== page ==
What 2016 Could Bring Us
A few of predictions for the new year. Some might be right but given I don’t have a crystal ball, they could all be wrong.
- Shakedown Over Unit Economics. In the latter half of 2015, there was wide-spread discussion and emphasis on developing business models that are margin-positive on a per user/per customer basis. Now combine this with the thoughts that we might go into a recession in 2016 (to the tune of 30%, some saying as high as 55%)— there will be a shakedown of the haves/have nots. Investors will continue to favor upstarts with positive gross margins which will have ripple impacts: leaving those with weaker business models in a potential cash crunch; wide-based retooling of business models including price hikes/discontinuation of products; slowdown in OpEx and CapEx — ultimately slowing down growth. On the last point, the best companies will maintain/expand CapEx into a slowdown because their business model (economics) affords them such flexibility
- Slack Shows Us What Being A “Platform” is About. Over the years, many companies have come out with intention to be a platform — engendering development of products and services on back of their own offerings. To date (ex-Asia), it’s been relatively underwhelming because what’s said and what’s done has been contradictory. Builders put their faith in the platform operators only to get shut down when they become a threat. Slack made a promise to not burn developers and has even promoted their former Head of Platform, as VP of Product in what I believe to be strong follow-through of strategy. As the year goes on, Slack will be a model for building platform business, weaving the mantra into their product, culture, and way of business
- HI + AI = Redefined Intermediaries. I think we’ll see the increasing presence of tech-driven intermediaries in a variety of situations but in a redefined role (which is worthy of a more thoughtful post). The intermediary won’t simply be viewed as deadweight, extracting economics beyond the value they deliver. Instead, intermediaries will be aligned to the success of the user — a vested partner. Intermediaries can offer a variety of services, granted each one will require a specialization of sorts — think in terms of modules. As a result, it’s sensible to expect that an intermediary will ultimately be automated as a result of the efforts to develop a responsible AI. However, many of those modules will require training from people and in some cases, might need some level of human support for the foreseeable future (ex: personal styling recommendations). Most notable in 2016, will be the widespread introduction of messenger-based assistants from a variety of players: Facebook, Google, Operator, Slack, et al. Players will attempt to be the trusted provider of value-add services leveraging both human and artificial intelligence (until the latter is sufficiently built for responsible use)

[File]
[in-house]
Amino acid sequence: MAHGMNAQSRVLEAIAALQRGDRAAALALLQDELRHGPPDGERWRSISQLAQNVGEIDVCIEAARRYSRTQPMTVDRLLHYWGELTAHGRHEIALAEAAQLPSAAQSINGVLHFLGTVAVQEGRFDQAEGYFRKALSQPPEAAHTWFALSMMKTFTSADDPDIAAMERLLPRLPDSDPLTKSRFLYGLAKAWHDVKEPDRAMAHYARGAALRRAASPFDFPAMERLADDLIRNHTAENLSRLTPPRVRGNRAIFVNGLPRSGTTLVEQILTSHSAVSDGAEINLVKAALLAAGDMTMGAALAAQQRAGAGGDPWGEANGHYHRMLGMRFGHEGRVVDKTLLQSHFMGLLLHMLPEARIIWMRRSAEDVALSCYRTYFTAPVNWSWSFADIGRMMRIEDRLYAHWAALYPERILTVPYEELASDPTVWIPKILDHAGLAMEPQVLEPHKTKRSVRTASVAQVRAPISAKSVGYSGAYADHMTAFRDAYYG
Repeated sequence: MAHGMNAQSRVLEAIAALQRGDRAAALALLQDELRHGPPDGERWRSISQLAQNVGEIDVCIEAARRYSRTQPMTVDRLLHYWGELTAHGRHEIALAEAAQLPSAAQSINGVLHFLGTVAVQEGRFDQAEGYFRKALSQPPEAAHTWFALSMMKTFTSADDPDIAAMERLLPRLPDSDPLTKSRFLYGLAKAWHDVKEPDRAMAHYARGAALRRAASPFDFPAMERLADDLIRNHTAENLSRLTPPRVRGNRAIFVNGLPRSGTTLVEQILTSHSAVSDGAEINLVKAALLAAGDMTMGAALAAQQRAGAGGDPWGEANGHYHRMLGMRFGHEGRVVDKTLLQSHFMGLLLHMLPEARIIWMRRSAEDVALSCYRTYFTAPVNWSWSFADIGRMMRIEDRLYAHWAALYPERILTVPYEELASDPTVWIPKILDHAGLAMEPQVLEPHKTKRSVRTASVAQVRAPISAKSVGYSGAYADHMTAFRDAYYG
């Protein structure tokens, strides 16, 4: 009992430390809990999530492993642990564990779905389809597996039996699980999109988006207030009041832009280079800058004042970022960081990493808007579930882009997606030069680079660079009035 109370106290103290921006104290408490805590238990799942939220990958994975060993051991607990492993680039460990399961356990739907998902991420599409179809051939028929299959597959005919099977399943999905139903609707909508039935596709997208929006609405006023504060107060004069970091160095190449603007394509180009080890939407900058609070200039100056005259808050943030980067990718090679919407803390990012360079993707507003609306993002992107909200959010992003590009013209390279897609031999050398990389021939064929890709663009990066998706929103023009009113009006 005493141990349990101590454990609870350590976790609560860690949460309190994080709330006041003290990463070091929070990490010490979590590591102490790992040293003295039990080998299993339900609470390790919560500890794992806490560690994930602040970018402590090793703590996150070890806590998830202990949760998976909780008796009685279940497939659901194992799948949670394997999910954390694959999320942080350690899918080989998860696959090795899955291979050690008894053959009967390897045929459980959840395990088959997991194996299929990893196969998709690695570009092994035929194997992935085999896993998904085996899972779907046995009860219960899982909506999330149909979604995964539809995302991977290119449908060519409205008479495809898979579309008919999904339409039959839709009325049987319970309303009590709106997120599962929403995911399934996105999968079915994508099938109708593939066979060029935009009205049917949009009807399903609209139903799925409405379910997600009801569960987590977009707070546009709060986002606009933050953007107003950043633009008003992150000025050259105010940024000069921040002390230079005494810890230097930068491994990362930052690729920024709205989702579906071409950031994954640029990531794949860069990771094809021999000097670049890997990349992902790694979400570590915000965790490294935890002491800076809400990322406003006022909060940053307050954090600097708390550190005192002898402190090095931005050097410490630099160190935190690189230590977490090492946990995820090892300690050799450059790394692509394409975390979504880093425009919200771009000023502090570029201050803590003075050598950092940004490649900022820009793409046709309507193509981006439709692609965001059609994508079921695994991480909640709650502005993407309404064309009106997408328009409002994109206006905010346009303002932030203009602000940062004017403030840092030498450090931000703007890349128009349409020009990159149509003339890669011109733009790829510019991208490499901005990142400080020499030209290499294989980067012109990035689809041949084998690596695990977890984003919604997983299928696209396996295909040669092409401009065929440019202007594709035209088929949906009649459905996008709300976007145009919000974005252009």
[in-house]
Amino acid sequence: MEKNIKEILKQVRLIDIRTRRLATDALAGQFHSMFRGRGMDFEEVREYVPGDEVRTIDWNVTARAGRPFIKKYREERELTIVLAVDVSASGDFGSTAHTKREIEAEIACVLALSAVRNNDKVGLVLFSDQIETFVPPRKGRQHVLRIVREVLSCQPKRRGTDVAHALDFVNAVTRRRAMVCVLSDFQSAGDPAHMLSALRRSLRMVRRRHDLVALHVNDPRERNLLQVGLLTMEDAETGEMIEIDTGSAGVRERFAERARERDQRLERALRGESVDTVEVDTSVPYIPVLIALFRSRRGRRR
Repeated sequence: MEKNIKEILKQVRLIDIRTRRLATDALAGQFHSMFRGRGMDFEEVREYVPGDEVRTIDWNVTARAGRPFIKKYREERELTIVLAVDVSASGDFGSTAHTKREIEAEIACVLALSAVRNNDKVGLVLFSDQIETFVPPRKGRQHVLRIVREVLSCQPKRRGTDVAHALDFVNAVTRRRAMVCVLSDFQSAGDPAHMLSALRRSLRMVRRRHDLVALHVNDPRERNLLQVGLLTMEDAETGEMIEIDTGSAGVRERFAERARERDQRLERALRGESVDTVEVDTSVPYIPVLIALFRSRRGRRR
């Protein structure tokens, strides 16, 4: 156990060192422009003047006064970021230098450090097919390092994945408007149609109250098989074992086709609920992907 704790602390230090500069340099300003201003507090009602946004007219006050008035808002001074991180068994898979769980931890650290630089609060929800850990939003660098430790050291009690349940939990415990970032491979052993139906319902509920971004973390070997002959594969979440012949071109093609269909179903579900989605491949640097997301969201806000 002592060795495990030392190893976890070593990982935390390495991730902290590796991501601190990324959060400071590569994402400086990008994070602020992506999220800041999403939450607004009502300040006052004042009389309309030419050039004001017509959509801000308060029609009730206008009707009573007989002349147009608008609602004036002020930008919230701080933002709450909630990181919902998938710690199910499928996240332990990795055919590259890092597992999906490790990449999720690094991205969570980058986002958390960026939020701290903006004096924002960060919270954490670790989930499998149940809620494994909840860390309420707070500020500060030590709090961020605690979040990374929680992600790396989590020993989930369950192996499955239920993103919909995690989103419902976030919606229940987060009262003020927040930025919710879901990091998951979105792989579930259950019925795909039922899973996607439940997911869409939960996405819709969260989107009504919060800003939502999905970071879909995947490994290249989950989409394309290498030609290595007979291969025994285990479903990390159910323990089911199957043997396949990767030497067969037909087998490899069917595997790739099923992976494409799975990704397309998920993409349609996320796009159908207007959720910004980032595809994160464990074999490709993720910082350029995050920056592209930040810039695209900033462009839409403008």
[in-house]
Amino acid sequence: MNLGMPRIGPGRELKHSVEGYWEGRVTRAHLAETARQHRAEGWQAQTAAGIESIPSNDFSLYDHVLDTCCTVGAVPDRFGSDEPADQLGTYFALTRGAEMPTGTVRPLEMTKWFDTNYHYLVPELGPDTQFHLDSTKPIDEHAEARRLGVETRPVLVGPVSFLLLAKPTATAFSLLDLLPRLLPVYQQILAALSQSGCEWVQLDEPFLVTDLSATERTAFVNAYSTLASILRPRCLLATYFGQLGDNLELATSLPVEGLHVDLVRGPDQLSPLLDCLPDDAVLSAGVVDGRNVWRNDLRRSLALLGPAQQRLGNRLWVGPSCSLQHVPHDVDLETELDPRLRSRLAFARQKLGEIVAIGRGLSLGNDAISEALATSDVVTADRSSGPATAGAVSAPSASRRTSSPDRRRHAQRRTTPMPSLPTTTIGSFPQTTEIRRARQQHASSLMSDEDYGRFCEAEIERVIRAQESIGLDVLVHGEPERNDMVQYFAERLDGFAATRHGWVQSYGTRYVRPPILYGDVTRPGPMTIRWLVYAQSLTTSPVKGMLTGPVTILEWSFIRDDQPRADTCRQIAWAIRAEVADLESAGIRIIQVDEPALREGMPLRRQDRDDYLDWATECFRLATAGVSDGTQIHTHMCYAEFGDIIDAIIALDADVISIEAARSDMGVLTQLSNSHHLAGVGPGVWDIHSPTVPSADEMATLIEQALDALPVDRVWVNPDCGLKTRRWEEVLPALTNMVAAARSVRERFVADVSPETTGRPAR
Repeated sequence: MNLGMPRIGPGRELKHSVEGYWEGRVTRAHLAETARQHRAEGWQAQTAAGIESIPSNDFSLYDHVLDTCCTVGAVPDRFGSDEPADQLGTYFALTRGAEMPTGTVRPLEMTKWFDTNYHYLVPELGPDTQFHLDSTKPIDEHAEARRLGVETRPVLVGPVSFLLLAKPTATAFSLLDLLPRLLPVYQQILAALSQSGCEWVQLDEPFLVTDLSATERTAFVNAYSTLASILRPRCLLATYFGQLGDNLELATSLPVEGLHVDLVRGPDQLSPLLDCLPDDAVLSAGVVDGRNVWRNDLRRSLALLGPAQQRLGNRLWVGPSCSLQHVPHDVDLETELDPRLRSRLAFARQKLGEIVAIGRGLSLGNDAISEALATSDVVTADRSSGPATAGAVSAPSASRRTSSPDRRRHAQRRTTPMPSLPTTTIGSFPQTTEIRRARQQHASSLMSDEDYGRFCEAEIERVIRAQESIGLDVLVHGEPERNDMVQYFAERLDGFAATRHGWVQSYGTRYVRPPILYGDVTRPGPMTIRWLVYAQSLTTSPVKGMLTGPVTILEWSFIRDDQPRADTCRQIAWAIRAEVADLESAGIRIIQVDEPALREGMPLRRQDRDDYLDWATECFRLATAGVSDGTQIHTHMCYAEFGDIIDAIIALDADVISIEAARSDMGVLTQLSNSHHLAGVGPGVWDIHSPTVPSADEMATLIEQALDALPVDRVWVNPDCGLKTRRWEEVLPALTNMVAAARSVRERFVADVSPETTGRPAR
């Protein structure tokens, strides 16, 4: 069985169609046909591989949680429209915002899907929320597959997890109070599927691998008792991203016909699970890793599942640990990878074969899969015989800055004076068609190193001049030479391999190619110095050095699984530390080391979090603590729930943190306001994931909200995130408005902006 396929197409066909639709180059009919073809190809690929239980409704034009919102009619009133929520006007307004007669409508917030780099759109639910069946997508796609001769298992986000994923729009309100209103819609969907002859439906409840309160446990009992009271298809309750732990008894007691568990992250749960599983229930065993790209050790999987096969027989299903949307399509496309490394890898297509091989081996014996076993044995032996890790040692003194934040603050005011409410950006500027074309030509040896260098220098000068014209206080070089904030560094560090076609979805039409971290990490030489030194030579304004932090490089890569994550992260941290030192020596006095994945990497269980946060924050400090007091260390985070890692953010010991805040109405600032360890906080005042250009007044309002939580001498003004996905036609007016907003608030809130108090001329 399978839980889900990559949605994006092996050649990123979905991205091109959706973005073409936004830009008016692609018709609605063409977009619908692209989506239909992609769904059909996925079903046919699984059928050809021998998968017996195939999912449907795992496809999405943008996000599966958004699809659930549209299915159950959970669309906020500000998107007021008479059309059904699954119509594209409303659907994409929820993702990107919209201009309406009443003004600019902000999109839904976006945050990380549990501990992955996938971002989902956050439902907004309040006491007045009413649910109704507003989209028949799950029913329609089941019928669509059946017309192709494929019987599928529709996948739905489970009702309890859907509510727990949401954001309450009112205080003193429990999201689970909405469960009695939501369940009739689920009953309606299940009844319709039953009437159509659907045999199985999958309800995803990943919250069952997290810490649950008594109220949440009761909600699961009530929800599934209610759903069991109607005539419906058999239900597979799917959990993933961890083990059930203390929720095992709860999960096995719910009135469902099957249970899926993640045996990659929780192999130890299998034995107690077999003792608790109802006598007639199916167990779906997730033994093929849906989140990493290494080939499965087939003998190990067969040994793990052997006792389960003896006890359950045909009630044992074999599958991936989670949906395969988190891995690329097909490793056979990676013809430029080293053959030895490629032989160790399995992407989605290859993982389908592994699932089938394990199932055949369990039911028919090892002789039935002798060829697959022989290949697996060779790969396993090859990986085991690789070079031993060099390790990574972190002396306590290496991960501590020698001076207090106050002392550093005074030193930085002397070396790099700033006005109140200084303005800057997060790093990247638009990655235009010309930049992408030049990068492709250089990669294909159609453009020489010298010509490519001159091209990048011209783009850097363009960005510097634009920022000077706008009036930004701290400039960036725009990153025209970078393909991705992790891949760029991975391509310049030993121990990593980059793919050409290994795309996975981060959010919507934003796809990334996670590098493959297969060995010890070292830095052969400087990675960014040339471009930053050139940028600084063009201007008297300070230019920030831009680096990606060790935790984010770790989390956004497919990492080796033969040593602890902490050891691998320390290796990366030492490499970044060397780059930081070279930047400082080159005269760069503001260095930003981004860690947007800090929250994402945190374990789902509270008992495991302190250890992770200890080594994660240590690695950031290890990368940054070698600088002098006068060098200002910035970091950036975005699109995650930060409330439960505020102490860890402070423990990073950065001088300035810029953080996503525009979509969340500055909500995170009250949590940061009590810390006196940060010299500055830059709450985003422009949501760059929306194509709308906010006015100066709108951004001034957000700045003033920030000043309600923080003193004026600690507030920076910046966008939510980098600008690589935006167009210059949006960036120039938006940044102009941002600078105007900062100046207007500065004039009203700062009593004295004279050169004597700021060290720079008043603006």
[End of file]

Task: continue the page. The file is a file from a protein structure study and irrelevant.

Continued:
- Augmented Reality Leads, Virtual Reality Follows. I think AR will lead the charge given that it’s more accessible to the masses without the need for specialize hardware. Case in point, the Sphero BB-8 toy’s video messaging feature or even the Google Translate app. Google Glass’ refocus on enterprise will help to offset the less-than-stellar consumer reception with valuable use cases in operations, transportation, medicine, etc. On the VR front, the Oculus release will be one for the books after several years of waiting. However, it still remains to be seen how all of our senses are engaged for a truly immersive experience — I need to feel like I’m sitting in Beaver Stadium with 100,000 other fans. How does one touch their surroundings? What about smell? Will we be able to interact with ourselves (ie: look at our feet)?
- Blockchain Goes Mainstream. While bitcoin has received the headline interest over the years, the value is in the blockchain and sidechain. Confidentiality, decentralized authority, transparency, security, fraud protection, low costs/frees, are among the advantages. I would expect to see a mainstream application to leverage these strengths to solve one of many problems: issuance of deeds, event ticketing, asset issuance, bill of lading/title, etc. I would expect that consumer will talk less about bitcoin and more about the merits of having counterfeit-proof tickets, low-cost title verification, or more affordable micropayments